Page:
A bit of fresh air can do us all the world of good. The same applies to our dogs who love nothing more than a quick sniff. So what better place to enjoy the great outdoors, than in your own garden. But is your garden dog friendly? You might want to double-check! Take a peek at our top tips for a dog friendly garden…


The first may seem an obvious point but you may be surprised by just how clever some dogs can be when it comes to finding an escape route from gardens. The temptation to take themselves for a walk can be too much for some dogs! On a serious note, if your dog does escape, this does leave them vulnerable to road traffic accidents and even being stolen. So how can you ensure your dog is secure in your garden?

Firstly, ensure you have secure, solid fencing, with no opportunities to squeeze through any gaps. When checking the security of your dog friendly garden, look at your fencing through the eyes of your dog. Look at the fencing from their level and consider their size. You might think an area is secure but some dogs can squeeze through the smallest of gaps to reach the big outdoors. They can also jump higher than you might expect!

Regularly checking your fencing is important, in case any security breaches have occurred! For example, wildlife may have found a new way into your garden (which is lovely) but make sure your dogs can’t get through it too. If your dog enjoys digging, you should also check they haven’t done so near any fencing, as overtime, this could make a great place to escape.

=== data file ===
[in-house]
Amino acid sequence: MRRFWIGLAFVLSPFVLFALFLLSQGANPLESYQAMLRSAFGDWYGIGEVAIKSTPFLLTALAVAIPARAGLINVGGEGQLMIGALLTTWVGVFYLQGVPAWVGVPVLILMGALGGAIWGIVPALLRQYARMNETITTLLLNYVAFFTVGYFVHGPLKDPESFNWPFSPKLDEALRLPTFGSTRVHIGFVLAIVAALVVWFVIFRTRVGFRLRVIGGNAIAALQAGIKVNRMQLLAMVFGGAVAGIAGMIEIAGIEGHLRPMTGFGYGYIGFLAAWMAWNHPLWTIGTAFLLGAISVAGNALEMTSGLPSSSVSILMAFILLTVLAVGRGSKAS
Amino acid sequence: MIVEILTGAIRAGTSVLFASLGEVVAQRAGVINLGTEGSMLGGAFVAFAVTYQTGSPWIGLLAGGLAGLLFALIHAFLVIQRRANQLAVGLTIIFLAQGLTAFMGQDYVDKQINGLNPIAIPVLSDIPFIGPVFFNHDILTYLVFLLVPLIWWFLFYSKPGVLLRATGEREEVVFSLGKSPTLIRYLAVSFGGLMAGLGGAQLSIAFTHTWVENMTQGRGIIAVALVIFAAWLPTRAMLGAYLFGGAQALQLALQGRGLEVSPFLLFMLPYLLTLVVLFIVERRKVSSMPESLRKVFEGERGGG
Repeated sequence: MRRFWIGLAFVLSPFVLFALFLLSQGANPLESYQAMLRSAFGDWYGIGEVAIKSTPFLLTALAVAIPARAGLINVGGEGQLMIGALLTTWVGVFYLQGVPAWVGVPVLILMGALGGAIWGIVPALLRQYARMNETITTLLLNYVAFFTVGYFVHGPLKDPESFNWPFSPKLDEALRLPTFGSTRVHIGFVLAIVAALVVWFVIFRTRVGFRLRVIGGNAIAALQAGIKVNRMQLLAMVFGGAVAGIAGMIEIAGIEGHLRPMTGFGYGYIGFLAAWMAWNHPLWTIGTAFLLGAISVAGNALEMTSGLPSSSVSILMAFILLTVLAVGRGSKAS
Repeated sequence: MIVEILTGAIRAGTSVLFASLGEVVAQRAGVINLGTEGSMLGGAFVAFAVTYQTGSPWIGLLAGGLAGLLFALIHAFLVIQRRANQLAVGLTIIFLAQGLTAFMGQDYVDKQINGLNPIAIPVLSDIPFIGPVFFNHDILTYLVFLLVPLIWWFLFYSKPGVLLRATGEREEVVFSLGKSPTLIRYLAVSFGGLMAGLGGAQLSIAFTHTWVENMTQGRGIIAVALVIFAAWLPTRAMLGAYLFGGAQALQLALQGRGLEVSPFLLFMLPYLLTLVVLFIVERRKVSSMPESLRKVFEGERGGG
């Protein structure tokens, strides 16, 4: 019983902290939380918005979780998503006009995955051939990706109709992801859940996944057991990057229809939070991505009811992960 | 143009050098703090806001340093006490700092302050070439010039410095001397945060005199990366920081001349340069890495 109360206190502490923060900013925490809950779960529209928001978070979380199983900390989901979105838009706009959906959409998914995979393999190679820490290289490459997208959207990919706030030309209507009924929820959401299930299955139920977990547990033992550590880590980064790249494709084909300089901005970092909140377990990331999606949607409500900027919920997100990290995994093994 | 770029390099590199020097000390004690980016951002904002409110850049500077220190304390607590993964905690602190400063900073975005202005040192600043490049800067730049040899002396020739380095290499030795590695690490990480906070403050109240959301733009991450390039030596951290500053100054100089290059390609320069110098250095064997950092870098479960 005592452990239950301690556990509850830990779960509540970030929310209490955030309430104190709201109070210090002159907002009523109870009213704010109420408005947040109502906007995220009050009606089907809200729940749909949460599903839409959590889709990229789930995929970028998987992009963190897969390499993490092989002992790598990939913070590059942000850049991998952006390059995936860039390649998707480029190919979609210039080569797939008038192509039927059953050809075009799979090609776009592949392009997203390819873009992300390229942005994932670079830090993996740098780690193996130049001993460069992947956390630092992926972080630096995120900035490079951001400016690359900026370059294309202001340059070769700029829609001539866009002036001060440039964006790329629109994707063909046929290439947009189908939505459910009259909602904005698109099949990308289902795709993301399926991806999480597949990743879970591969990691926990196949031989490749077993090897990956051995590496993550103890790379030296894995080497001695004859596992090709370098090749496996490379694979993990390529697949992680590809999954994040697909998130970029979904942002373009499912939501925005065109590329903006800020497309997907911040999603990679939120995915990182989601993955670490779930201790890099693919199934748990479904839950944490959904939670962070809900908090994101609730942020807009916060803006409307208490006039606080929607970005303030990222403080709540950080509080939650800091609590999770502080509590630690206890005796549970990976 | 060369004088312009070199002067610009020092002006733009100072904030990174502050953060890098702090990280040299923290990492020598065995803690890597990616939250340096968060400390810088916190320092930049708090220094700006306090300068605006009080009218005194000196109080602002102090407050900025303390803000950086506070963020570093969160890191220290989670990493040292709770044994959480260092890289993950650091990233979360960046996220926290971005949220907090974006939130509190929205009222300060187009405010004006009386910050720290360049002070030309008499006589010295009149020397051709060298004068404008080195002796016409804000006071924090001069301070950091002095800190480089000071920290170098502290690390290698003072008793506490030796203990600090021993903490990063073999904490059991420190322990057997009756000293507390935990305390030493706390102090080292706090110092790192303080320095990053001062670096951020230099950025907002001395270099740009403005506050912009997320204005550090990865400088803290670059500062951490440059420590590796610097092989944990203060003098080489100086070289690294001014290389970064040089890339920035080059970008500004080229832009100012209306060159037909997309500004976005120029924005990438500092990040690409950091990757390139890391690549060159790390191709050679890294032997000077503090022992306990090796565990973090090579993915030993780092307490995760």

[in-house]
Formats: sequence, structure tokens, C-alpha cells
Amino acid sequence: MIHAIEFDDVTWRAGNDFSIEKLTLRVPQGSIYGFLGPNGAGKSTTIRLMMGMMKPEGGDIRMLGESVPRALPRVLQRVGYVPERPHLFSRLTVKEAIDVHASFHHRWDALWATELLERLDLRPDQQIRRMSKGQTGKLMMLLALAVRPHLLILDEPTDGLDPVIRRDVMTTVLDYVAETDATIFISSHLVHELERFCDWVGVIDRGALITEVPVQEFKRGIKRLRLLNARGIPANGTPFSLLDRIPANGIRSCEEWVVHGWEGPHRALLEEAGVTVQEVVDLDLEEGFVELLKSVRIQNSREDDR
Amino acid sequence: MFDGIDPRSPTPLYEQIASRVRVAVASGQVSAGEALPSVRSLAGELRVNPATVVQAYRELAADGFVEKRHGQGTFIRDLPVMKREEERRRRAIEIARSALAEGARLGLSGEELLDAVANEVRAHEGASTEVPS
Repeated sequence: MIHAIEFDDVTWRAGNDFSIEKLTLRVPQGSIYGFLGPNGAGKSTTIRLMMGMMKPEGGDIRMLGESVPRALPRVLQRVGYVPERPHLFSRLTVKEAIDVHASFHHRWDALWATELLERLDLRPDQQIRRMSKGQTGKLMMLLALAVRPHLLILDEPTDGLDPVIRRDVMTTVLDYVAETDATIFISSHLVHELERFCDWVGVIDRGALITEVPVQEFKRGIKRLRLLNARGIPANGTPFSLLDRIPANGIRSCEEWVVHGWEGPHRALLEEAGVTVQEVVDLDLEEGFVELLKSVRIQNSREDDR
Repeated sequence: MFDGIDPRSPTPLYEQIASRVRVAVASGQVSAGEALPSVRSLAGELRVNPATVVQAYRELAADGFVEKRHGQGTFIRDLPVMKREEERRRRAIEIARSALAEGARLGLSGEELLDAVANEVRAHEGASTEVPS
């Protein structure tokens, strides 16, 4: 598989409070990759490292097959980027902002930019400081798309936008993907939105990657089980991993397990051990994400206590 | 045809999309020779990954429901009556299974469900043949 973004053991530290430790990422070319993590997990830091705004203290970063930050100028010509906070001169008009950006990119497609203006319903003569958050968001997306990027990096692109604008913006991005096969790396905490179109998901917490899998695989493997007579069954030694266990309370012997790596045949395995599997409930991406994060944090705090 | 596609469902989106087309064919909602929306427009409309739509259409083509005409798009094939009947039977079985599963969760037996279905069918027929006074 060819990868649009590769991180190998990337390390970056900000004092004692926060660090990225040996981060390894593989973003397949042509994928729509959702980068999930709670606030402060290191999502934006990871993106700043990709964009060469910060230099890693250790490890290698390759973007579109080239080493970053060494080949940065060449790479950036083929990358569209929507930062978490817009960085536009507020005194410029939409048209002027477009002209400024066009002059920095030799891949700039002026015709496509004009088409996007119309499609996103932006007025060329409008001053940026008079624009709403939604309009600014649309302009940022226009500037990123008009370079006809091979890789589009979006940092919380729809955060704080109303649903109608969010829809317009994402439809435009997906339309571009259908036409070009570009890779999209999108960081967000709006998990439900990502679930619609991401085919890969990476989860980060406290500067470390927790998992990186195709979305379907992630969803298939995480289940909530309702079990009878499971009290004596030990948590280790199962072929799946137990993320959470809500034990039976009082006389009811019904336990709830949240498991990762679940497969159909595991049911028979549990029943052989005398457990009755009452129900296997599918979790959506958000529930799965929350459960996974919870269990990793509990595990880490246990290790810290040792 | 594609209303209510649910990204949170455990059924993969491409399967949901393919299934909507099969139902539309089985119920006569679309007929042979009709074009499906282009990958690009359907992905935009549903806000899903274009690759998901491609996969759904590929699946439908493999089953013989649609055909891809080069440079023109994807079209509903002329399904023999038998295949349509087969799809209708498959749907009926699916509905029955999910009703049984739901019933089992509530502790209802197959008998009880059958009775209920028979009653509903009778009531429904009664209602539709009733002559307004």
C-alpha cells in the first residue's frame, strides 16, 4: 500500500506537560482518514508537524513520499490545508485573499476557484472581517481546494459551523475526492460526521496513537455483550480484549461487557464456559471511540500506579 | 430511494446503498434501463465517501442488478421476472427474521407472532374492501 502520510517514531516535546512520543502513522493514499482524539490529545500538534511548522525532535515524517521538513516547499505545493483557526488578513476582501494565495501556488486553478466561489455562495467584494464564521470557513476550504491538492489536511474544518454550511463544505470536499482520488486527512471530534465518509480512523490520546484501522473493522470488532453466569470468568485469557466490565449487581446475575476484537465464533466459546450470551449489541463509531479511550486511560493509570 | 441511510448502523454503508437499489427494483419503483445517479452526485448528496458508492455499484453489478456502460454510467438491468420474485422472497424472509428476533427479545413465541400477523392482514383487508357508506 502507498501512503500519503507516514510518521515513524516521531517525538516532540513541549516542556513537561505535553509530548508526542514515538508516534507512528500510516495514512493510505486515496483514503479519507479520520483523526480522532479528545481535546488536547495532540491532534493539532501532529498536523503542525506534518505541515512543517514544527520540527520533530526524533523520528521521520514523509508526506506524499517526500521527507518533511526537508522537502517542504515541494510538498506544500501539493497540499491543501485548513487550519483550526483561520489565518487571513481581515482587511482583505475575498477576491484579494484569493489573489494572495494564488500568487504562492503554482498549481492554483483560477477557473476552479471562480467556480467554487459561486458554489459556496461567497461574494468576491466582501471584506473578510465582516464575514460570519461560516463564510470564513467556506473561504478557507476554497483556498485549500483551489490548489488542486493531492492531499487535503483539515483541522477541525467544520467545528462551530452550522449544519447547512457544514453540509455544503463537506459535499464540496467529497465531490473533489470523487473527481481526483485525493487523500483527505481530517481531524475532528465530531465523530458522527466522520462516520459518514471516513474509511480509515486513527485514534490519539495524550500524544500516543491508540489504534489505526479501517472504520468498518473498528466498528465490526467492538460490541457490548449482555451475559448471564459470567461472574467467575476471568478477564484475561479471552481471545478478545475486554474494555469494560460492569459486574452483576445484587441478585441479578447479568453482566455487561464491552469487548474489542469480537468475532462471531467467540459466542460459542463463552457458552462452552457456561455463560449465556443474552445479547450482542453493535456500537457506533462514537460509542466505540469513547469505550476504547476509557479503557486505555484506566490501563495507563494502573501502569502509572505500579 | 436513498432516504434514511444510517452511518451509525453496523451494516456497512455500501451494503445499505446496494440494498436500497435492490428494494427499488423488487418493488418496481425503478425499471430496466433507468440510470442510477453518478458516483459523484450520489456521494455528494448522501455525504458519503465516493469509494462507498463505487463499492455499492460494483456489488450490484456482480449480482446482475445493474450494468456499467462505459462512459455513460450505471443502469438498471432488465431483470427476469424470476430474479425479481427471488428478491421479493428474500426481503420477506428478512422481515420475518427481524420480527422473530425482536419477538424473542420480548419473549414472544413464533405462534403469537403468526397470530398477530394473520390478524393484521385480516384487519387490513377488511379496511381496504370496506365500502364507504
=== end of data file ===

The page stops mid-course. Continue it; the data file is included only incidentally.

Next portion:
If your garden has a gate leading to the outdoors, always ensure the gate is secured. You may have left it open inadvertently to talk to a friend walking by. Dogs can take any opportunity to be curious, so always check everything has closed behind you. A self-closing gate would certainly help ensure this too.


There are key times of the year for planting new plants. For example, March to early May or late September to October. Did you know some plants can be toxic to dogs though? Well sadly they can, so before adding any new plants to your garden, always research online so you’re not inadvertently adding ones which could prove to be harmful to your four-legged friend.

Common plants to avoid include: daffodils, crocuses, azaleas/rhododendron and tulips. The bulbs themselves, as well as the plants, can be toxic. Whatever plants you choose to add to your garden, always ensure your dog doesn’t have the opportunity to dig up any bulbs at all.